State of New Mexico
The 7 Principles
The Seven Principles of "Leave No Trace" provide an easily understood framework of minimum impact practices for anyone visiting the outdoors. Although Leave No Trace has its roots in backcountry settings, the Principles have been adapted so that they can be applied anywhere — from remote wilderness areas, to local parks and even in your own backyard.
Read more at lnt.org
Tap the red
10 Largest Cities in New Mexico
New Mexico State Facts
New Mexico State Information
During World War II, the first atomic bombs were designed and manufactured at Los Alamos and the first was tested at Trinity site in the desert on the White Sands Proving Grounds between Socorro and Alamogordo
The Santa Fe Trail was the 19th century US territory's vital commercial and military highway link to the Eastern United States
Visitors frequent the surviving native pueblos of New Mexico
A sign in Southern New Mexico indicating "The Future site of the New Mexico Spaceport"
The Four Corners Monument marks the quadripoint in the Southwestern United States where the states of Arizona, Colorado, New Mexico, and Utah meet
New Mexico Points of Interest
Points of Interest of New Mexico, Things To Do, Places To Go, People To Meet
New Mexico State Counties
33 Counties in New Mexico
The state of New Mexico is located in the southwestern area of the United States and is typically considered to be one of the Mountain States. The state is the 5th ranked most extensive state in the country covering roughly 121,589 square miles of land area, and it is also the 36th ranked most populated state with a population of 2.08 million as of 2011. In the early times, the land where New Mexico presently sites was inhabited by many Native American people such as the Navajo and the Pueblo. The demographics of the state is largely made up of a strong Native American and Hispanic culture. The capital of New Mexico is the city of Santa Fe, but the largest city in the state is Albuquerque.
The overall geography and the landscape in the state consists of anything from wide rose colored deserts to mesas and on to snow covered mountain peaks. The state is largely known as arid, however most of the land in the state is covered by heavily forested mountain wilderness type landscape. Millions of acres of land in the state are protected by the U.S. Government along with several national forests. The overall climate in the state is typically semi-arid although there are some regions experiencing continental and alpine type climates.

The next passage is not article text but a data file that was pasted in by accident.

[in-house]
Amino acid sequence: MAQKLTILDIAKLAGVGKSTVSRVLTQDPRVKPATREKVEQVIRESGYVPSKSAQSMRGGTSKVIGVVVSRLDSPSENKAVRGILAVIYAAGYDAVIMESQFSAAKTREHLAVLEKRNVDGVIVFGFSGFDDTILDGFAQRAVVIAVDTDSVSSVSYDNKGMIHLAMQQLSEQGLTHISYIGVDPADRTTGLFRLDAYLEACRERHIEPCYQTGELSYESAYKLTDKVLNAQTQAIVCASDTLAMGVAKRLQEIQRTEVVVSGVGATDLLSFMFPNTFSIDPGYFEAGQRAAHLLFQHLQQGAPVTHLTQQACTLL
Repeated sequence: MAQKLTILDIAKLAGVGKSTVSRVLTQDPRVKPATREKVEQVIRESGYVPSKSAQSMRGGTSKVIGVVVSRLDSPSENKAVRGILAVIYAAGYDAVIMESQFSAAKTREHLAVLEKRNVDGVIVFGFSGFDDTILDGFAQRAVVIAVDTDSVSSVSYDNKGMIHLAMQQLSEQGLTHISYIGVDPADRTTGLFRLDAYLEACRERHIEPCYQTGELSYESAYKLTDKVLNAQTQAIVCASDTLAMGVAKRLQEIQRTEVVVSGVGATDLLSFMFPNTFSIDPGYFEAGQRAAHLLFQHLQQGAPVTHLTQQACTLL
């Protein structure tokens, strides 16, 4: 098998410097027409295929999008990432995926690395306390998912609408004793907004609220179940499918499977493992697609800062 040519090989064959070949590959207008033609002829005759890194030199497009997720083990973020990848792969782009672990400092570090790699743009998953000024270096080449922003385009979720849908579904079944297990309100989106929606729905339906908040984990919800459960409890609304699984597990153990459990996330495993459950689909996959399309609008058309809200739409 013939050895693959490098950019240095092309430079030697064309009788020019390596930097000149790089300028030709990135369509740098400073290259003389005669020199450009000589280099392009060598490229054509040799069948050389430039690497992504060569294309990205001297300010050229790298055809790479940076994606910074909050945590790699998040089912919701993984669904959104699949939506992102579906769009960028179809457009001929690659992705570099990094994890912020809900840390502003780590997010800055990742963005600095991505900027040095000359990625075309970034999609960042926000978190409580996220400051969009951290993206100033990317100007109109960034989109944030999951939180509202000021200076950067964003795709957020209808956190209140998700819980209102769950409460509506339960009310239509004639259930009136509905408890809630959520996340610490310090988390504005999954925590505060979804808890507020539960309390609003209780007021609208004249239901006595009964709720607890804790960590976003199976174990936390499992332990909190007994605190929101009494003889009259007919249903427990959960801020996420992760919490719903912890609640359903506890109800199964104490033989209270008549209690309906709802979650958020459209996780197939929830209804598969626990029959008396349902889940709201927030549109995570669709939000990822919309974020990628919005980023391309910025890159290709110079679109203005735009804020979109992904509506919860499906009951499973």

The major industries in New Mexico primarily include mining (particularly copper, silver, uranium, and potash), natural gas, oil, and tourism. There are a handful of major bodies of water in the state such as the Rio Grande River, Pecos River, Conchas Lake, Navajo Reservoir, and Elephant Butte Reservoir.
The highest point of elevation in the state is Wheeler Park which peaks at 13,161 feet above sea level, while the lowest point is Red Bluff Lake which still sits 2,817 feet above sea level. The state nickname is “Land of Enchantment” while the state motto is “Crescit eundo” - It grows as it goes. The state bird is the Roadrunner, the state fish is the New Mexico Cutthroat Trout, the state flower is the Yucca, the state tree is the Pinon Tree, and the state grass is Blue Gramma Grass. New Mexico's large area contains many unique and scenic geographical features along with a strong economy due to its specialized industries, and thus makes it another thriving state in the country.
Navajo Nation is a self-governing homeland for the Navajo people that occupies 27,000 square miles across three states: Arizona, Utah, and New Mexico
New Mexico is mostly covered by mountains, high plains, and desert.